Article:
Just as the sun is reaching the stormy peak of its 11-year activity cycle, the European Space Agency’s Ulysses spacecraft has begun its second pass over the sun’s poles. Six years ago, when Ulysses completed its first polar swoop, the sun was at the minimum of its cycle and relatively quiescent.
Back then, Ulysses’ measurements revealed that the solar wind—the stream of charged particles flowing out of the sun—was blowing at a rapid, steady rate of 750 kilometers per second at the poles. Today the solar wind at the same high latitudes is more chaotic and blustery.
Ulysses crossed the solar latitude of 70ºS on Sept. 8 and will spend the next 4 months flying over the sun’s south polar region. Then, after swinging back over the sun’s equator, the craft will begin passing over the sun’s northern polar area on Sept. 3, 2001. Ulysses is scheduled to complete its second and final trip around the sun in 2004.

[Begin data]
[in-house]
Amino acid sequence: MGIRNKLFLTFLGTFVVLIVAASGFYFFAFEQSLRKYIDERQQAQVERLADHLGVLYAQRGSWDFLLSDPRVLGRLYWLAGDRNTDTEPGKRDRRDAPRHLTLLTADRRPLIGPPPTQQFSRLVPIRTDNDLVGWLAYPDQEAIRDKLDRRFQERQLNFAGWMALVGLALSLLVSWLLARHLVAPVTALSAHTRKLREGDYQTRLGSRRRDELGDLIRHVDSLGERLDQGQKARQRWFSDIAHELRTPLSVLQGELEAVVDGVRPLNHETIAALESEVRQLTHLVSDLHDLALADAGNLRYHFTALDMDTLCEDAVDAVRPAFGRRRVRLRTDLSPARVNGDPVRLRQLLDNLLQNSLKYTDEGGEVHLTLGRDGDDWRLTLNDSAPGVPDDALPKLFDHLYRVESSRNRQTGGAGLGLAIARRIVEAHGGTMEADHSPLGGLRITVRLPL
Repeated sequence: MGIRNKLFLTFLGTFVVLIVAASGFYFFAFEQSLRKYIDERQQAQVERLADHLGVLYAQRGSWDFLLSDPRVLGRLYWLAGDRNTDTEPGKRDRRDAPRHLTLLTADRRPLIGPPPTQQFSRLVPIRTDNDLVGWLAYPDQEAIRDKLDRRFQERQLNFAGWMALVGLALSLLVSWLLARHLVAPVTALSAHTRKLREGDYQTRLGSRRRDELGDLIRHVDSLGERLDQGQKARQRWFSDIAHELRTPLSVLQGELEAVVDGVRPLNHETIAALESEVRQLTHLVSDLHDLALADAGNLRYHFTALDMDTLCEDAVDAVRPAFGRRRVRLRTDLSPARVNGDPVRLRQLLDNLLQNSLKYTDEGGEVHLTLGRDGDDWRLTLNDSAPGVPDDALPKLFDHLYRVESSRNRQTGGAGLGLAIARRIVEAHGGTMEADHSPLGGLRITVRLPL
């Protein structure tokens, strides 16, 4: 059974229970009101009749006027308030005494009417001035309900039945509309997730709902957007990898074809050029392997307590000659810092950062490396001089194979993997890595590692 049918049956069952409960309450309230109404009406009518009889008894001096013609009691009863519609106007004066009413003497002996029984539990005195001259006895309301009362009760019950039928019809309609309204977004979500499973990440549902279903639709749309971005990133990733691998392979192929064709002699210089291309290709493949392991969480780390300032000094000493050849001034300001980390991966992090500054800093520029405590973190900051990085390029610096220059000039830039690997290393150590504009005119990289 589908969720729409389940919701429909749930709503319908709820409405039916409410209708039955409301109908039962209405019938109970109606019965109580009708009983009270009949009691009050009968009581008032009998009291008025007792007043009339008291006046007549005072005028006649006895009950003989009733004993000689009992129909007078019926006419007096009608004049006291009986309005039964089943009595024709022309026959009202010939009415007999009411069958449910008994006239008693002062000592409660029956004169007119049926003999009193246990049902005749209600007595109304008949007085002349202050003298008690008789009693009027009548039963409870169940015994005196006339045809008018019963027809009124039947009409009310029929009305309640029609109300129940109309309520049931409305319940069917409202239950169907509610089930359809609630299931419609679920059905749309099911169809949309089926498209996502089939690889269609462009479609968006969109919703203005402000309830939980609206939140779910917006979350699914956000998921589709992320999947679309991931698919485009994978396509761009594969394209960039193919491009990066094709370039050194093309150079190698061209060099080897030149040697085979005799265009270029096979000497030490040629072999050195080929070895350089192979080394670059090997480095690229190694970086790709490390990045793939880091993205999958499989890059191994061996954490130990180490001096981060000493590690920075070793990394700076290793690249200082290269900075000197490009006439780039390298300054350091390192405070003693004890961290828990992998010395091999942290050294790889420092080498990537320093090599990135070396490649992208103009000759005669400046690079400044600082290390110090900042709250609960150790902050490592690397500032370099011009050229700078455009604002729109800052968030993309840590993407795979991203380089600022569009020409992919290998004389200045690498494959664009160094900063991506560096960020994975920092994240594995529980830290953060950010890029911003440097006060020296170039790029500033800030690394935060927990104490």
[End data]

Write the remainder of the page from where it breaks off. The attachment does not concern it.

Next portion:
“By the time the mission comes to an end, Ulysses will have gathered the only set of observations above the solar poles covering more than a complete 11-year solar cycle,” says Ulysses scientist André Balogh of the Imperial College of Science, Technology, and Medicine in London.